The only fantasy you’ll have after the torturous experience of seeing this film is that it will be expelled from your memory. In recent years Blumhouse Productions have been behind some bold and bombastic additions to the horror wheelhouse but this is definitely not one of them.
The film sees five lucky winners flown onto Fantasy Island; an establishment run by Mr. Roarke (Michael Peña) where guests’ fantasies can come true. However as each of the visitors begin their desired experience, the truth is revealed to be more dangerous and that someone is mastering operations to see that they don’t make it back to civilisation.
Jeff Wadlow did a fine job of demonstrating how to direct truly terrible terror in 2018’s ‘Truth or Dare’ and with Lucy Hale returning; who seems to have a knack for selecting dire Blumhouse features, this flick will take every ounce of patience you have and inquire of your intelligence as to why you’re still paying attention. The direction and writing are horrific and that’s pretty much the sole example of horror to be found in this film, that feels like a messy, lazy grab at being something like the far superior horror favourite, ‘The Cabin in the Woods’.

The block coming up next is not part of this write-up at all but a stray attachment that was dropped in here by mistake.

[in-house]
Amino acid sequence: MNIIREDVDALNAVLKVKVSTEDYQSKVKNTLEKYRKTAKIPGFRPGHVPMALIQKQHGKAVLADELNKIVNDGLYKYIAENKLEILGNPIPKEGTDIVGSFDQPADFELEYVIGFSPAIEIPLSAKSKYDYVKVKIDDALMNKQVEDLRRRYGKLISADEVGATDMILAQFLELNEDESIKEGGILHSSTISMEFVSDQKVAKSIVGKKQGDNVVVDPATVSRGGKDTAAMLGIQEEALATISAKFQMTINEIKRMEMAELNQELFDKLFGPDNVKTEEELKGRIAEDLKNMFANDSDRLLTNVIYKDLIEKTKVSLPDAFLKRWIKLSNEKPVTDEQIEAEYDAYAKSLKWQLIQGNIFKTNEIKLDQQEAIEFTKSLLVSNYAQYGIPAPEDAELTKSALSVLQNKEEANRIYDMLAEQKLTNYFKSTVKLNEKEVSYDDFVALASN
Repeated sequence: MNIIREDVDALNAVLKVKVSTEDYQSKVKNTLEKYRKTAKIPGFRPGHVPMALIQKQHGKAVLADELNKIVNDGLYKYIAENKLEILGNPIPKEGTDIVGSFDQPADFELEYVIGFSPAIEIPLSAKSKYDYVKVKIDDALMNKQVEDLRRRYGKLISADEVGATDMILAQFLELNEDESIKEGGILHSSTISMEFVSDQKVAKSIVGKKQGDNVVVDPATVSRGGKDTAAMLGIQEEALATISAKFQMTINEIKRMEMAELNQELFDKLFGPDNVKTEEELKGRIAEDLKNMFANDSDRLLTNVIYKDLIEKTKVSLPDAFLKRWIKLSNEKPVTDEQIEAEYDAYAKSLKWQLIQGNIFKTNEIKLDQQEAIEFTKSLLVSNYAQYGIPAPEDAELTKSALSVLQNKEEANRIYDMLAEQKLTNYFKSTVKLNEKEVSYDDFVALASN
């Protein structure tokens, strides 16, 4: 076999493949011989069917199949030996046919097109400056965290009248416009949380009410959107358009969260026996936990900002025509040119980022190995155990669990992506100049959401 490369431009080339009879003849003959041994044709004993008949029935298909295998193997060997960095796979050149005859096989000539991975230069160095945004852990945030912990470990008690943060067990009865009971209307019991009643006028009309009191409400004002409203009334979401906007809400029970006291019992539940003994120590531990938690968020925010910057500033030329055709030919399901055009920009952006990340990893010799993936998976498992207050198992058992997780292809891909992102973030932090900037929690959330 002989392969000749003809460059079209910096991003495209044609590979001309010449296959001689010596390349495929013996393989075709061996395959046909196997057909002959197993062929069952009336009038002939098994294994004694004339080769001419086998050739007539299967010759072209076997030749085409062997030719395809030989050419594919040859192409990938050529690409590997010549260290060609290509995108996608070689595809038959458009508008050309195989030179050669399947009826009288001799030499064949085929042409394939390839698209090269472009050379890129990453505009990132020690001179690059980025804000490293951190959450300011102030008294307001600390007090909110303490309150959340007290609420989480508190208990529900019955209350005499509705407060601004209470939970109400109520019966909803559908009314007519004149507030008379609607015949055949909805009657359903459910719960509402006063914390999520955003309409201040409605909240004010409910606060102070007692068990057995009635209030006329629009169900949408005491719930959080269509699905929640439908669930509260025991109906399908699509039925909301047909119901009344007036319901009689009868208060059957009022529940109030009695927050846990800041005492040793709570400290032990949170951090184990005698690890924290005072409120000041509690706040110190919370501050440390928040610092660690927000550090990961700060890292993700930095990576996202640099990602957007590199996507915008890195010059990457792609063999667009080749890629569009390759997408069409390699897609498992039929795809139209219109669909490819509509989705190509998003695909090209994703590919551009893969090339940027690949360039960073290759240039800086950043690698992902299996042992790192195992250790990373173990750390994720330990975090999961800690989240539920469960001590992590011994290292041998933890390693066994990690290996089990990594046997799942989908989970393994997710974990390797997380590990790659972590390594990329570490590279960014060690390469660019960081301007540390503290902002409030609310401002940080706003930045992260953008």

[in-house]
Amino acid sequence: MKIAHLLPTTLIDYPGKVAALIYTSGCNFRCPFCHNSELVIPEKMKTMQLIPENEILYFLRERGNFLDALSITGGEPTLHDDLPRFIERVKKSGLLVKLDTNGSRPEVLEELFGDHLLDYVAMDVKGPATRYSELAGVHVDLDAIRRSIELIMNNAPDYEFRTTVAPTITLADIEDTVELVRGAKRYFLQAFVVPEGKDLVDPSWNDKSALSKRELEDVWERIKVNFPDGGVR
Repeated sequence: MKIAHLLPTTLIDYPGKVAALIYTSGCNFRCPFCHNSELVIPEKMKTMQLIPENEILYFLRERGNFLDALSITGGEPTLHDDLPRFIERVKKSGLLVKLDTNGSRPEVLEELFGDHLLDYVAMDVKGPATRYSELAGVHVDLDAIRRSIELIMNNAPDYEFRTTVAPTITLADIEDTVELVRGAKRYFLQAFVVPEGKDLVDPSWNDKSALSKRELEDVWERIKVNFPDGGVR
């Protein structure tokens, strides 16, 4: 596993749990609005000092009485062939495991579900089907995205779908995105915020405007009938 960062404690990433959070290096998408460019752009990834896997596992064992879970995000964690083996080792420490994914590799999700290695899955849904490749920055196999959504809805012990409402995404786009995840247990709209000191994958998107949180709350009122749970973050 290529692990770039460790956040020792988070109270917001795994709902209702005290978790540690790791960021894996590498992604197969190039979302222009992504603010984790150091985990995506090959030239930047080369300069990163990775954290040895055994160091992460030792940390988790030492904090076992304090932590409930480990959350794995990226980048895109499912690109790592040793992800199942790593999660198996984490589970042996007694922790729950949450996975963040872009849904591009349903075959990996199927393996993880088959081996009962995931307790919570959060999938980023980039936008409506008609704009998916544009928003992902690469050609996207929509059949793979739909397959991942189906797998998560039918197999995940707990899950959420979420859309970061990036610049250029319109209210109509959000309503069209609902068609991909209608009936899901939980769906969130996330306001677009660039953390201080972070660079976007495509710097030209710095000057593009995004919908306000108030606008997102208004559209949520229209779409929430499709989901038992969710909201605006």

The script becomes exponentially worse and you’ll guffaw at just how tiresome and predictable this sun-scorched shambles is. Any so called dramatic turns in the narrative aren’t revelations but instead they’re brain-frazzling moments of trying to add twists and excitement only to fail with spectacular style. This film is neither horror or comedy; of which the latter could have been if ‘Fantasy Island’ took itself less seriously but any hope of dumb fun is pushed into a distant dream as you fight the urge to doze.
Piles of cheese stink up a gratuitous film which seems to have traveled forward in time from 2005; what with cliched dialogue, stereotypical characters and a score which acts like it’s more melodramatic and stirring than it has any right to think it is, you’d get more out of ‘Club Dread’. This tropical outing is truly an awful experience on most counts, it feels like you’re witnessing the most mismatched movie which takes a reasonably fair idea and moulds it into something which only grows in stupidity the more the film unfolds.
The main group of islanders are woeful to watch perform; two of them, Jimmy O. Yang and Ryan Hansen, are gratingly irritating and have been drafted in as an apparently unwanted epilogue to their appearance in ‘Like a Boss’ and the only thing they seem capable of acting is “annoying frat boy”. Maggie Q’s entire section feels flimsy and devoid of the poignancy it requires and it’s only Peña who possesses a sliver of intrigue as the mysterious man in control.
‘Fantasy Island’ is a brain-dead example of how not to make horrors or any films in general. Only the slightest glossy moments prevent it from being a Fyre Fest to toss into the Bermuda Triangle of bad movies.
Written by Troy Balmayer
STAR RATING –★
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